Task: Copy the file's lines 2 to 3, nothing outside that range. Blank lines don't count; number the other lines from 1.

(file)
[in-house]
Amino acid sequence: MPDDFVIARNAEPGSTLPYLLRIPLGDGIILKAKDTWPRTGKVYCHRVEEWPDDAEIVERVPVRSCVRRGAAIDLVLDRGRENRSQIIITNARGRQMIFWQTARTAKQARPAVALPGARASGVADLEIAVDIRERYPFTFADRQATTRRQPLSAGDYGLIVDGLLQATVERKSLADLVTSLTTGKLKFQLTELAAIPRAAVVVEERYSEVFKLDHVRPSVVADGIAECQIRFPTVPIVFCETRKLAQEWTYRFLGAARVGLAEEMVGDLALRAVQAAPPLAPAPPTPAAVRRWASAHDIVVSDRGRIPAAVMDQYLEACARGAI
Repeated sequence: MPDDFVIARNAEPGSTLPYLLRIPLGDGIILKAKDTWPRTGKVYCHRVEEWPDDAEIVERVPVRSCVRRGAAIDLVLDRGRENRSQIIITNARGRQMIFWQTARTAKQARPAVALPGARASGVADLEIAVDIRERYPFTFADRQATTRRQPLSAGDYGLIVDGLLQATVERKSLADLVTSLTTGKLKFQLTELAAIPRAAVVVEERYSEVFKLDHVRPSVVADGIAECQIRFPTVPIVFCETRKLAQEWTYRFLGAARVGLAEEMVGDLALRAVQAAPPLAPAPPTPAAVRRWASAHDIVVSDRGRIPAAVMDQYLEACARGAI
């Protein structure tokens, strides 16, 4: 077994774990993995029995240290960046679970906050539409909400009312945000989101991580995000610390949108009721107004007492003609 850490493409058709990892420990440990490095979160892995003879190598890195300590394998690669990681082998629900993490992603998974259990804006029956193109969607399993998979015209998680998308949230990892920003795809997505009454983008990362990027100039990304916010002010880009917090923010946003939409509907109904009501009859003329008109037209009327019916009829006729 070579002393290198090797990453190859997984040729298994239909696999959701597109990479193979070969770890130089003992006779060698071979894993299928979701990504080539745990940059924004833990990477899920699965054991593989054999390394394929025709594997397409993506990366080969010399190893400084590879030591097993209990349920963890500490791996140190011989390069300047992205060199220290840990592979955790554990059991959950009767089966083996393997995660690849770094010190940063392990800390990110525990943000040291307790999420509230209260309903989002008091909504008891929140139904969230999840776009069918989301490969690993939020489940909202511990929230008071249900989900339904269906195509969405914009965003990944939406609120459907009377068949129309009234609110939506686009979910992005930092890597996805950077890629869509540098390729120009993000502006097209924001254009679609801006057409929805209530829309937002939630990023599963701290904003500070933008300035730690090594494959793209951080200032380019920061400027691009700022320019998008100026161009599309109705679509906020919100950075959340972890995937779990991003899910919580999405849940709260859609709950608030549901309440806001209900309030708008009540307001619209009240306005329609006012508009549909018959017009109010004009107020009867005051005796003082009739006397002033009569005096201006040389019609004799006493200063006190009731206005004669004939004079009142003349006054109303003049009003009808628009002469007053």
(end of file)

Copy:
Amino acid sequence: MPDDFVIARNAEPGSTLPYLLRIPLGDGIILKAKDTWPRTGKVYCHRVEEWPDDAEIVERVPVRSCVRRGAAIDLVLDRGRENRSQIIITNARGRQMIFWQTARTAKQARPAVALPGARASGVADLEIAVDIRERYPFTFADRQATTRRQPLSAGDYGLIVDGLLQATVERKSLADLVTSLTTGKLKFQLTELAAIPRAAVVVEERYSEVFKLDHVRPSVVADGIAECQIRFPTVPIVFCETRKLAQEWTYRFLGAARVGLAEEMVGDLALRAVQAAPPLAPAPPTPAAVRRWASAHDIVVSDRGRIPAAVMDQYLEACARGAI
Repeated sequence: MPDDFVIARNAEPGSTLPYLLRIPLGDGIILKAKDTWPRTGKVYCHRVEEWPDDAEIVERVPVRSCVRRGAAIDLVLDRGRENRSQIIITNARGRQMIFWQTARTAKQARPAVALPGARASGVADLEIAVDIRERYPFTFADRQATTRRQPLSAGDYGLIVDGLLQATVERKSLADLVTSLTTGKLKFQLTELAAIPRAAVVVEERYSEVFKLDHVRPSVVADGIAECQIRFPTVPIVFCETRKLAQEWTYRFLGAARVGLAEEMVGDLALRAVQAAPPLAPAPPTPAAVRRWASAHDIVVSDRGRIPAAVMDQYLEACARGAI